Over the past eight weeks, just under 23,000 people in Belgium (both vaccinated and unvaccinated) were reinfected with Covid-19, after having previously already contracted it, according to figures in the latest report by the Sciensano National Health Institute.
The number of people who contract a Covid-19 infection for the second time remains fairly stable, and has been fluctuating just above 10% for quite some time, reports Sciensano. Unlike with many other infectious diseases, such as measles, the reinfection figures rise slightly before stabilising again every time a new variant is detected.
"The coronavirus mutates much faster than the measles virus, but make no mistake: immunity to measles also requires several vaccinations," virologist Marc Van Ranst told De Morgen. "It is the same with Covid-19. The current vaccine is also based on the original Wuhan variant."
He added that Omicron partly bypasses people's accumulated immunity. A previous study by Sciensano showed that initial vaccine protection against infection after the first two shots was just 37%, but went up to 52% after one booster dose. Still, protection against severe disease and hospitalisation remains very high (87%) after three doses.
Differences in resistance
Like with the flu, many factors determine why some people get reinfected every year while others seemingly manage to avoid the virus for 20 years, Van Ranst said. "A social butterfly will get sick faster than someone who hardly goes outside, but there are also genetic factors: some people are naturally more resistant to infection."
While it has been scientifically proven that the immune system does not work as well in extreme exhaustion or cold, there are also more subtle differences. "Women, for example, get an infection slightly less often than men, as genetic resistance to infection is linked to the X chromosome. Men only have one of these and women have two. We are still learning a lot about this."
Normally, symptoms should be milder for someone who is infected for the second (or even third) time, but that is not necessarily the case, said Van Ranst.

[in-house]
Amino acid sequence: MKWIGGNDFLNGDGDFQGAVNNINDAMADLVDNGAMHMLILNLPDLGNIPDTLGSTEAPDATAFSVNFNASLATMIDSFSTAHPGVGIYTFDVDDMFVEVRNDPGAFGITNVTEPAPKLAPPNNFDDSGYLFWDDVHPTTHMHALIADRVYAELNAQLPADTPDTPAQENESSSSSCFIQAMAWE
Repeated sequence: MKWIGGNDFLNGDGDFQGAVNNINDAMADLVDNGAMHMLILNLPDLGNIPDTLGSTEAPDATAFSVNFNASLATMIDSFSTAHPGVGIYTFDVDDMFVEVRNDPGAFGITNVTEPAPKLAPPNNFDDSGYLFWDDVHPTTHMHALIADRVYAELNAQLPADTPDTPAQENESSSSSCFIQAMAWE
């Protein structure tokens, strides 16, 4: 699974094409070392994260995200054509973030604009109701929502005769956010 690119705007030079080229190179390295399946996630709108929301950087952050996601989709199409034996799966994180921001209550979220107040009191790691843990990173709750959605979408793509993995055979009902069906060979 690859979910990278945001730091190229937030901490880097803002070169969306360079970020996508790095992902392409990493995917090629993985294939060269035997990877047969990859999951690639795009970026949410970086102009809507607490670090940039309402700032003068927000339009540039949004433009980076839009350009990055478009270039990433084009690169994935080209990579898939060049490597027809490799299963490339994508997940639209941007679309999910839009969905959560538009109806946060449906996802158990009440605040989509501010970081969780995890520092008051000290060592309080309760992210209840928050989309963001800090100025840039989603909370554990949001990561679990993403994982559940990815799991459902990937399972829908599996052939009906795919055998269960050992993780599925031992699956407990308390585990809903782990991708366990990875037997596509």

"It depends on whether you are part of a high-risk group, and whether you have been vaccinated or not," he explained. "How much time there is between a first and second infection also plays a role. The more time there is between a vaccination and an infection, the greater the chance of more severe symptoms."
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The situation is similar to that for the flu: while there is no vaccine that protects for life, new immunity is built up with each vaccine dose. That is also why the predicted summer Covid-19 wave was "a hill, not a mountain" of infections, hospitals were not overburdened and new restrictions were not needed.
Van Ranst said that he hopes the virus will soon become endemic, as it is unlikely to go away entirely. In practice, that would mean that Covid-19 will become a seasonal virus: hardly present in the summer, and only reappearing during the winter months.
"However, 'endemic' does not mean that there is no longer a problem," he stressed. "In some regions of the world, cholera is endemic and causes major problems. It is way too early to say that there is no more danger."
"But let us hope that the basic rules for not getting infected – wearing masks in crowded indoor areas, keeping your distance and ventilation – become part of common sense," he added. "Then it will no longer be necessary to call for drastic, society-disrupting measures every winter."